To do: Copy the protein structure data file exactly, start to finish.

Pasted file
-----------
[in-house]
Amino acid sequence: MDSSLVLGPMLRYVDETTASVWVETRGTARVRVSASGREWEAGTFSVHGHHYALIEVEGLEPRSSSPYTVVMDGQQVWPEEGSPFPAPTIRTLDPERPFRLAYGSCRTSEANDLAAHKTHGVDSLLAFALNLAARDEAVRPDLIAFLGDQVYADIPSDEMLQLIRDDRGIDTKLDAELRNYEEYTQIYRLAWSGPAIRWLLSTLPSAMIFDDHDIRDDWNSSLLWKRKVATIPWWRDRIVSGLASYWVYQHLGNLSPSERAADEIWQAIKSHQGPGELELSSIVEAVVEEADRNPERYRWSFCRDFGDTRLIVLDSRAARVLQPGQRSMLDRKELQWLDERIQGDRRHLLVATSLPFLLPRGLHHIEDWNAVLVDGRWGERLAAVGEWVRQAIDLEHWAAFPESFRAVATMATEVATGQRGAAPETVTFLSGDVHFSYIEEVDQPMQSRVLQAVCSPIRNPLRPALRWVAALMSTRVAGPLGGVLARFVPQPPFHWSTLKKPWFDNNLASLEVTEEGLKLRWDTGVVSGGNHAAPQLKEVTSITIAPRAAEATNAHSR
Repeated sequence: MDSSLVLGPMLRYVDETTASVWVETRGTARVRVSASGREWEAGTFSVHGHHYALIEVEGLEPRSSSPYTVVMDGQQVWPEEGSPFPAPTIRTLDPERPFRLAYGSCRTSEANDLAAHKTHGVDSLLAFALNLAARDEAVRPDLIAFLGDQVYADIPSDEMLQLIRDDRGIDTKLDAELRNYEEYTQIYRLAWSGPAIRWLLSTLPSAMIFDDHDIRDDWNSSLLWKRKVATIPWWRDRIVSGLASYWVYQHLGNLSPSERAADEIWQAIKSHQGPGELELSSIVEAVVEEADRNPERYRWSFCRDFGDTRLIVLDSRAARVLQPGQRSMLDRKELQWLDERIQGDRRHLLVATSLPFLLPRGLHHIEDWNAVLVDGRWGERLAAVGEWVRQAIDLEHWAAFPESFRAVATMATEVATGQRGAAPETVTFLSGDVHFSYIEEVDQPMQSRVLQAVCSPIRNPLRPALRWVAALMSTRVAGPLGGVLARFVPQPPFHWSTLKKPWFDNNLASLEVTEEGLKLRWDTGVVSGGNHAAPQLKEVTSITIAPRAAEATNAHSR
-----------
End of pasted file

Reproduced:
[in-house]
Amino acid sequence: MDSSLVLGPMLRYVDETTASVWVETRGTARVRVSASGREWEAGTFSVHGHHYALIEVEGLEPRSSSPYTVVMDGQQVWPEEGSPFPAPTIRTLDPERPFRLAYGSCRTSEANDLAAHKTHGVDSLLAFALNLAARDEAVRPDLIAFLGDQVYADIPSDEMLQLIRDDRGIDTKLDAELRNYEEYTQIYRLAWSGPAIRWLLSTLPSAMIFDDHDIRDDWNSSLLWKRKVATIPWWRDRIVSGLASYWVYQHLGNLSPSERAADEIWQAIKSHQGPGELELSSIVEAVVEEADRNPERYRWSFCRDFGDTRLIVLDSRAARVLQPGQRSMLDRKELQWLDERIQGDRRHLLVATSLPFLLPRGLHHIEDWNAVLVDGRWGERLAAVGEWVRQAIDLEHWAAFPESFRAVATMATEVATGQRGAAPETVTFLSGDVHFSYIEEVDQPMQSRVLQAVCSPIRNPLRPALRWVAALMSTRVAGPLGGVLARFVPQPPFHWSTLKKPWFDNNLASLEVTEEGLKLRWDTGVVSGGNHAAPQLKEVTSITIAPRAAEATNAHSR
Repeated sequence: MDSSLVLGPMLRYVDETTASVWVETRGTARVRVSASGREWEAGTFSVHGHHYALIEVEGLEPRSSSPYTVVMDGQQVWPEEGSPFPAPTIRTLDPERPFRLAYGSCRTSEANDLAAHKTHGVDSLLAFALNLAARDEAVRPDLIAFLGDQVYADIPSDEMLQLIRDDRGIDTKLDAELRNYEEYTQIYRLAWSGPAIRWLLSTLPSAMIFDDHDIRDDWNSSLLWKRKVATIPWWRDRIVSGLASYWVYQHLGNLSPSERAADEIWQAIKSHQGPGELELSSIVEAVVEEADRNPERYRWSFCRDFGDTRLIVLDSRAARVLQPGQRSMLDRKELQWLDERIQGDRRHLLVATSLPFLLPRGLHHIEDWNAVLVDGRWGERLAAVGEWVRQAIDLEHWAAFPESFRAVATMATEVATGQRGAAPETVTFLSGDVHFSYIEEVDQPMQSRVLQAVCSPIRNPLRPALRWVAALMSTRVAGPLGGVLARFVPQPPFHWSTLKKPWFDNNLASLEVTEEGLKLRWDTGVVSGGNHAAPQLKEVTSITIAPRAAEATNAHSR